By Gabriel Dunsmith
On Thursday, May 9th, the Vassar Greens scored a huge victory in a joint forum between Vassar’s Buildings and Grounds department (B&G), the Committee on College Sustainability (CCS), and the student body. Responding to tremendous student pressure, B&G agreed to stop applying a noxious pesticide that contains the neurotoxin 2,4-D.
The first few weeks of spring on Vassar’s campus saw a surge in the amount of pesticides sprayed. Whenever pesticides were applied, small yellow flags cropped up all over campus to fence off the areas that had been treated. (The yellow flags were so widespread, however, that they kept few people from these areas.) The smell was nauseating. Meanwhile, faculty children were running around outside and students were trying to take advantage of spring by lounging on the lawns. The entire campus was saturated.
Though yellow flags are a good way to alert people to the presence of pesticides, they do little to stop exposure. Students, faculty and staff received no warning that pesticides would be sprayed, and there was no notification of the hazards such chemicals presented to Vassar’s population. By the time that the yellow flags appear, the pesticides have already been sprayed—and students, children, and pets are already breathing in 2,4-D.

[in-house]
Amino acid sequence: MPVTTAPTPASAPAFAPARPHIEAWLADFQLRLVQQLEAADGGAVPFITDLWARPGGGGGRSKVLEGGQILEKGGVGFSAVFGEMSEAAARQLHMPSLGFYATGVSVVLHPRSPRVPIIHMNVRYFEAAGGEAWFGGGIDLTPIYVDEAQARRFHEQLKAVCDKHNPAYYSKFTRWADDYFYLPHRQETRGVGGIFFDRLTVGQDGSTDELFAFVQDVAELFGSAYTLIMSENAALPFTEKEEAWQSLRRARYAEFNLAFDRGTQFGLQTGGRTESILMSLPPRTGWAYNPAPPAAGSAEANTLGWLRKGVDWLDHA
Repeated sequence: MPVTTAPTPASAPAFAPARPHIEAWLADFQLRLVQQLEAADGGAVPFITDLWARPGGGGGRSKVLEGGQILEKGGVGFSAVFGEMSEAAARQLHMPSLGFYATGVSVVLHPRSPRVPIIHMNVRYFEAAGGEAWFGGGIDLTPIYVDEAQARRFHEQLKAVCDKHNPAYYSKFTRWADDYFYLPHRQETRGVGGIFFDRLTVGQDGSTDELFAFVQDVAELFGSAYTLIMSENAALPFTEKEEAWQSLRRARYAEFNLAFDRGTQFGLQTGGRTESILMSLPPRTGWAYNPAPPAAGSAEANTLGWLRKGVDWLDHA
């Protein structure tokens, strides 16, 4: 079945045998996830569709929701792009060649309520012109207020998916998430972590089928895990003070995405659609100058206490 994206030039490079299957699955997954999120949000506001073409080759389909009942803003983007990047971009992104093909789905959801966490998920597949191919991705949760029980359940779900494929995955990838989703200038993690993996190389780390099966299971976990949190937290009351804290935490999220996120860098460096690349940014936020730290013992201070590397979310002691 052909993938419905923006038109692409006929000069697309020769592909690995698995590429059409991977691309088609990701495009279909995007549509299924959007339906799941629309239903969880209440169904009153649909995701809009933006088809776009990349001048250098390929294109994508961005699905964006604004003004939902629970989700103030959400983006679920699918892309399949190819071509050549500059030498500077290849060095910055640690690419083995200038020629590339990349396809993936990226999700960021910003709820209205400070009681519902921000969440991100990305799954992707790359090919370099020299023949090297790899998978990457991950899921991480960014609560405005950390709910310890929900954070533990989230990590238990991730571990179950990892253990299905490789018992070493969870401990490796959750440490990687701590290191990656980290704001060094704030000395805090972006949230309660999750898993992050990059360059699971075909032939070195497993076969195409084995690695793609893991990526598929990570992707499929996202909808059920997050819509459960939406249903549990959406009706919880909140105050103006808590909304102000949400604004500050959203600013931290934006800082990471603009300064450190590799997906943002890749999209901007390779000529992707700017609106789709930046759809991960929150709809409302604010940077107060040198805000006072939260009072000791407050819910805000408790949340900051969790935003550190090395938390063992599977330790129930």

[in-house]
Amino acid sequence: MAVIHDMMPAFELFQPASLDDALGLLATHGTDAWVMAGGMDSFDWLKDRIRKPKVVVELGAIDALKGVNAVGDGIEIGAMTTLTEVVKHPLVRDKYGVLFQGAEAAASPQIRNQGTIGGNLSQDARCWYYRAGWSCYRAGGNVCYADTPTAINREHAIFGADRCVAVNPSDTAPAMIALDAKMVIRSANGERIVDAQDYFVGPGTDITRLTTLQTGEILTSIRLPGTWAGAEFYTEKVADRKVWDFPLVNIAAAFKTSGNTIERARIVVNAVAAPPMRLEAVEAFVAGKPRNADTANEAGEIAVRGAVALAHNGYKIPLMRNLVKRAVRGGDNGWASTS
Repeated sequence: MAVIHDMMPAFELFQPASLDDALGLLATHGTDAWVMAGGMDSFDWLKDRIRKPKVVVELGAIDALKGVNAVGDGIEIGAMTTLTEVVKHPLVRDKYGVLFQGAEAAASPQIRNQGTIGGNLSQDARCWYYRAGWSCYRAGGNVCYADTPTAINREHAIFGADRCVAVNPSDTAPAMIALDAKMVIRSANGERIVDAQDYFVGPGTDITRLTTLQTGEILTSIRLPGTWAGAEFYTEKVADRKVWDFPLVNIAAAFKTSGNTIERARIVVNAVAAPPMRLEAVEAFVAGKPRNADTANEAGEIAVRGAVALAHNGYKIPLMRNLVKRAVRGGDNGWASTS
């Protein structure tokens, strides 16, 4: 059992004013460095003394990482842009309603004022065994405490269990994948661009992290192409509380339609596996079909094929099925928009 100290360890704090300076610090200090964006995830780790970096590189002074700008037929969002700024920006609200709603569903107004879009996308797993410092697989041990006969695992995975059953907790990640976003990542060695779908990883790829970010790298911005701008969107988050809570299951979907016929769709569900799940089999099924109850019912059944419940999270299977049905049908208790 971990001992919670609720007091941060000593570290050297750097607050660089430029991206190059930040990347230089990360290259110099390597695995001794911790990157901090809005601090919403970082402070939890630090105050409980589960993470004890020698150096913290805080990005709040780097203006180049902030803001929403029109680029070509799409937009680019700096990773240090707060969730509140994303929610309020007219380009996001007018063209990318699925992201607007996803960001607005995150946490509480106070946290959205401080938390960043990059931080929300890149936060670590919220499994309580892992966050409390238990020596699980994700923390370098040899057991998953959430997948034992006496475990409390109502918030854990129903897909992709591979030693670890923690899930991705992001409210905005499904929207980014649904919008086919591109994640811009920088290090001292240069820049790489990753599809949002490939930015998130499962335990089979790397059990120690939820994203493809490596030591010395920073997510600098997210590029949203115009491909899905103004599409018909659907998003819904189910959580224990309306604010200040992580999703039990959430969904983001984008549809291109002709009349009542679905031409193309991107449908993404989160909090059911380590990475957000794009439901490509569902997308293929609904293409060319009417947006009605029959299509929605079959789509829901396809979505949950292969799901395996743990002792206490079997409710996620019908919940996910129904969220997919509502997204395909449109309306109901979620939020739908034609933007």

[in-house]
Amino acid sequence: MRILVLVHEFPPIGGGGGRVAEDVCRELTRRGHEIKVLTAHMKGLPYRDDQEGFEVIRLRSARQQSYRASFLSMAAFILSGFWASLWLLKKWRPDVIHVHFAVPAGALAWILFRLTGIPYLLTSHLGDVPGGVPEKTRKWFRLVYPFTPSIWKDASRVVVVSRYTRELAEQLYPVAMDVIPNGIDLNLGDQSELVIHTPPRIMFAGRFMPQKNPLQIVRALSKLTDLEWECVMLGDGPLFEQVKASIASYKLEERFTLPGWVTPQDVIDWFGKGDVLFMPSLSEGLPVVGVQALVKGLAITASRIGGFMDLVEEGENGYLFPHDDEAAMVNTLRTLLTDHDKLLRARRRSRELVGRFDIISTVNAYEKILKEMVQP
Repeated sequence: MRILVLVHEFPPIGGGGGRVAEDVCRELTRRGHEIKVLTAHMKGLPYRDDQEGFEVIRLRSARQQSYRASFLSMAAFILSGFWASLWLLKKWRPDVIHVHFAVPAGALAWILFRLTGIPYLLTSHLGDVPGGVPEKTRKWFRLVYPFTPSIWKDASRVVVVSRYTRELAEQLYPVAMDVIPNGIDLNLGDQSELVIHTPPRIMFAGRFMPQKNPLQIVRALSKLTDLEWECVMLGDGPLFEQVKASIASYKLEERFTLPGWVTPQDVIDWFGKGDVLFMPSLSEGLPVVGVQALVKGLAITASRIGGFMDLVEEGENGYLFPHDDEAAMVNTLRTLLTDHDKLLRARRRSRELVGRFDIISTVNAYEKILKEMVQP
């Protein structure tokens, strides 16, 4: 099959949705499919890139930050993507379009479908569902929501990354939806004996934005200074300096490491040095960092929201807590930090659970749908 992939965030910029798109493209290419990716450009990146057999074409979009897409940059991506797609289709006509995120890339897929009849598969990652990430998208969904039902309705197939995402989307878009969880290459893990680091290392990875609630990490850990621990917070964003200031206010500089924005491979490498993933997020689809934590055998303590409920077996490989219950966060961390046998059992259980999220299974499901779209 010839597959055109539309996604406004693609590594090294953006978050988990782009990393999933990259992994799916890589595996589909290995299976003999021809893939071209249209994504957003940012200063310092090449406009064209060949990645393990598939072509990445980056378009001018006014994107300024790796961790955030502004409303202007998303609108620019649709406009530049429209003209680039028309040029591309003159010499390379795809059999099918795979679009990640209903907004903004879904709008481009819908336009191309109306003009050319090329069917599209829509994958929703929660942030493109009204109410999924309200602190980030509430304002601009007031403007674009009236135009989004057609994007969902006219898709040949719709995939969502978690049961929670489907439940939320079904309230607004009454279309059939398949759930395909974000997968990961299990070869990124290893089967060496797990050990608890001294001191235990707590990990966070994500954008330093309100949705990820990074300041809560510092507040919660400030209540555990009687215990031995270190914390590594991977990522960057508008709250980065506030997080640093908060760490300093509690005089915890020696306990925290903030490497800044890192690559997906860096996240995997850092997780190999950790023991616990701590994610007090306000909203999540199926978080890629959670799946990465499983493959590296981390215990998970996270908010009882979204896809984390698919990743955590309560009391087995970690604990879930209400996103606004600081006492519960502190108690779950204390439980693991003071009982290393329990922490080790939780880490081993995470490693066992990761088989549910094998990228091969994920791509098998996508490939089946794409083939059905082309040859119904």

The yellow warning flags cautioned people not to enter treated areas for 24 hours, but when 2,4-D was applied outside residence halls and academic buildings the pesticide became impossible to avoid. After suffering dizziness, headaches and coughing fits, many students became concerned that the pesticides were directly impacting their health.
One morning, upon seeing a fresh crop of yellow flags on lawns early in the week of April 29th, Greens member Gabriel Dunsmith ’15 decided to follow B&G’s golf carts to find out what pesticides they were spraying. Stumbling upon a cart outside the Shakespeare Garden, he found empty bags of ProScape with a 2,4-D warning right on the bag. He snapped several photos and snuck away unseen.
This was the beginning of a massive public pressure campaign that mobilized concerned students, faculty, and activist organizations to get the College to stop applying 2,4-D and recommit to a low-spray policy that would take health concerns as B&G’s utmost lawn care priority. Soon enough, the Greens, working with President of Vassar’s Democracy Matters Adam Eichen ’15, plastered flyers up on bulletin boards in the Deece, Rocky, Main, and most other dorms and academic halls warning of the toxic nature of 2,4-D and calling on students to email administrators with their concerns. 2,4-D, the flyers pointed out, was an ingredient in Agent Orange, and has been linked to brain tumors and birth defects. Moreover, Vassar’s 2,4-D product has been banned in Suffolk and Nassau Counties in New York State.